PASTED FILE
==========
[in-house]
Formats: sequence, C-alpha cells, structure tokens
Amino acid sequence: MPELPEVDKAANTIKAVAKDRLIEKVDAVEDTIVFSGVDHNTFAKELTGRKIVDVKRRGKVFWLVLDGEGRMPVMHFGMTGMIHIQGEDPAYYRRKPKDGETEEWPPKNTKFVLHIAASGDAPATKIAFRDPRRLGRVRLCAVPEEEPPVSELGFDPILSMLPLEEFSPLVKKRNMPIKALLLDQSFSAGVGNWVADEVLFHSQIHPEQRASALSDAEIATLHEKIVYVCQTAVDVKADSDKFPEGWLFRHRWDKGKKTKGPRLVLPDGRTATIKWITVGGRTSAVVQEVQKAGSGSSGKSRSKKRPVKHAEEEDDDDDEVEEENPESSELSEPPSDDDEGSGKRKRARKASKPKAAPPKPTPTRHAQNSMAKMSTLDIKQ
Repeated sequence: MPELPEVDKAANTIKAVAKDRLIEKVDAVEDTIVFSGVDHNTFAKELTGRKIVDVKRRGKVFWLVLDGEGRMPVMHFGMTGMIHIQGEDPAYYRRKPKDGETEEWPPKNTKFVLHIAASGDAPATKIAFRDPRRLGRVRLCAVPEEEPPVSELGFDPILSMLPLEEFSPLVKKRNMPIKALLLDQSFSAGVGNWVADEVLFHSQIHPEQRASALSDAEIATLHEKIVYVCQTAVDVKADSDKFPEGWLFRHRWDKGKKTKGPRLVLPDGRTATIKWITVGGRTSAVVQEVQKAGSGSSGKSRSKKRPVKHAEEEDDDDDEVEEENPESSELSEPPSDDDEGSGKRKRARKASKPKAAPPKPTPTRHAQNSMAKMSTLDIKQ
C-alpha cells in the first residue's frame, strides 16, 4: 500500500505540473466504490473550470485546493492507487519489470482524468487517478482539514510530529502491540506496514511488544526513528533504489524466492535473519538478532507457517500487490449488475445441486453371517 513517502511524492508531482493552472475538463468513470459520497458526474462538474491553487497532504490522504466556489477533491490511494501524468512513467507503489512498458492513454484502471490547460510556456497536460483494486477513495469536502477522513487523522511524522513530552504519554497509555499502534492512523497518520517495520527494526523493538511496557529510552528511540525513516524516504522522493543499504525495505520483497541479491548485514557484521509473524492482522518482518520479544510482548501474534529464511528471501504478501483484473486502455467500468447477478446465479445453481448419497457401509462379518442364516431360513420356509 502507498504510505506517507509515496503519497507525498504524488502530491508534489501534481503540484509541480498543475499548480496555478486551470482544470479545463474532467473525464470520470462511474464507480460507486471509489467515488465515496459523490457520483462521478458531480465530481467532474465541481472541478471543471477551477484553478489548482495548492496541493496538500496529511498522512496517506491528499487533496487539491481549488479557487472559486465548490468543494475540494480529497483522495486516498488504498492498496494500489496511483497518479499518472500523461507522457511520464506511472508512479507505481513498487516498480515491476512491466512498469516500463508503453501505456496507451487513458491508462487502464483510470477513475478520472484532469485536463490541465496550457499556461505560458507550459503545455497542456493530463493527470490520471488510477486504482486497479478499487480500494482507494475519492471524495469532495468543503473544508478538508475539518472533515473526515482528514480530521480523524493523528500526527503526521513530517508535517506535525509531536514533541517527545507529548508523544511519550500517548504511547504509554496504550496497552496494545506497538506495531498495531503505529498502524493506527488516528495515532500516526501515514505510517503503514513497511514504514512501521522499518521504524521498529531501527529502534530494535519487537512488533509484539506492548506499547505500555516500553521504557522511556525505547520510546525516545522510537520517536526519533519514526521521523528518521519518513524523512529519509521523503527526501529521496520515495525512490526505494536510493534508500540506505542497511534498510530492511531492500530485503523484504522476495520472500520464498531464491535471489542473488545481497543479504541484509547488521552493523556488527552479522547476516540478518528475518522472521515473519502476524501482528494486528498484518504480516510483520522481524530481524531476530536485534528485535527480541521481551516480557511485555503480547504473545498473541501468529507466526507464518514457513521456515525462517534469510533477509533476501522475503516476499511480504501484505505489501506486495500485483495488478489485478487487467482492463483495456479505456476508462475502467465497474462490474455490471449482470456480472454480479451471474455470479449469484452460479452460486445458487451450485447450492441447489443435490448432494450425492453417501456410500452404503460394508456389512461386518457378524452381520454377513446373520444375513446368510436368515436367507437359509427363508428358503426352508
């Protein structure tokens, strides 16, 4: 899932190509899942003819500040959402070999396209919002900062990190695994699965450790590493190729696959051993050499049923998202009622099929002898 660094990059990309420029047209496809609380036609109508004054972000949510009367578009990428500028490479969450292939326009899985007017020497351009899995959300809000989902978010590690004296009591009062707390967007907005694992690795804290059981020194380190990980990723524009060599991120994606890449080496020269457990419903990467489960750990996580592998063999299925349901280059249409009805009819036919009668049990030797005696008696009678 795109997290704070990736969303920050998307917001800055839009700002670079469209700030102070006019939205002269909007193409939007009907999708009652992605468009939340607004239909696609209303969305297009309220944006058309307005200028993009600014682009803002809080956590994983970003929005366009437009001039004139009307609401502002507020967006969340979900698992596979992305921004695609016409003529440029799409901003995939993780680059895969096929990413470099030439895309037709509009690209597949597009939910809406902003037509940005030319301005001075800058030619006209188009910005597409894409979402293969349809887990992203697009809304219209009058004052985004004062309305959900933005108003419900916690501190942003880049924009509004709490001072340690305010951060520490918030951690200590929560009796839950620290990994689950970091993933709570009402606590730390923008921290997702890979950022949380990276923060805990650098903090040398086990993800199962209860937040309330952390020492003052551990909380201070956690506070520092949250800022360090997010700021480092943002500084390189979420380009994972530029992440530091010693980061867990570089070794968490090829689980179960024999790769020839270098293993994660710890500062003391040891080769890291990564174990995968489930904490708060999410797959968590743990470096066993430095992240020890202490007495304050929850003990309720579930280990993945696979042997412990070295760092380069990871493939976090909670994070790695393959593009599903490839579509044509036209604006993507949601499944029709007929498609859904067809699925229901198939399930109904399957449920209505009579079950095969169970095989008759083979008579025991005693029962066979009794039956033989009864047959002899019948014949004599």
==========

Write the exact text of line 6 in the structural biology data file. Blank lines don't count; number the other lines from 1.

């Protein structure tokens, strides 16, 4: 899932190509899942003819500040959402070999396209919002900062990190695994699965450790590493190729696959051993050499049923998202009622099929002898 660094990059990309420029047209496809609380036609109508004054972000949510009367578009990428500028490479969450292939326009899985007017020497351009899995959300809000989902978010590690004296009591009062707390967007907005694992690795804290059981020194380190990980990723524009060599991120994606890449080496020269457990419903990467489960750990996580592998063999299925349901280059249409009805009819036919009668049990030797005696008696009678 795109997290704070990736969303920050998307917001800055839009700002670079469209700030102070006019939205002269909007193409939007009907999708009652992605468009939340607004239909696609209303969305297009309220944006058309307005200028993009600014682009803002809080956590994983970003929005366009437009001039004139009307609401502002507020967006969340979900698992596979992305921004695609016409003529440029799409901003995939993780680059895969096929990413470099030439895309037709509009690209597949597009939910809406902003037509940005030319301005001075800058030619006209188009910005597409894409979402293969349809887990992203697009809304219209009058004052985004004062309305959900933005108003419900916690501190942003880049924009509004709490001072340690305010951060520490918030951690200590929560009796839950620290990994689950970091993933709570009402606590730390923008921290997702890979950022949380990276923060805990650098903090040398086990993800199962209860937040309330952390020492003052551990909380201070956690506070520092949250800022360090997010700021480092943002500084390189979420380009994972530029992440530091010693980061867990570089070794968490090829689980179960024999790769020839270098293993994660710890500062003391040891080769890291990564174990995968489930904490708060999410797959968590743990470096066993430095992240020890202490007495304050929850003990309720579930280990993945696979042997412990070295760092380069990871493939976090909670994070790695393959593009599903490839579509044509036209604006993507949601499944029709007929498609859904067809699925229901198939399930109904399957449920209505009579079950095969169970095989008759083979008579025991005693029962066979009794039956033989009864047959002899019948014949004599």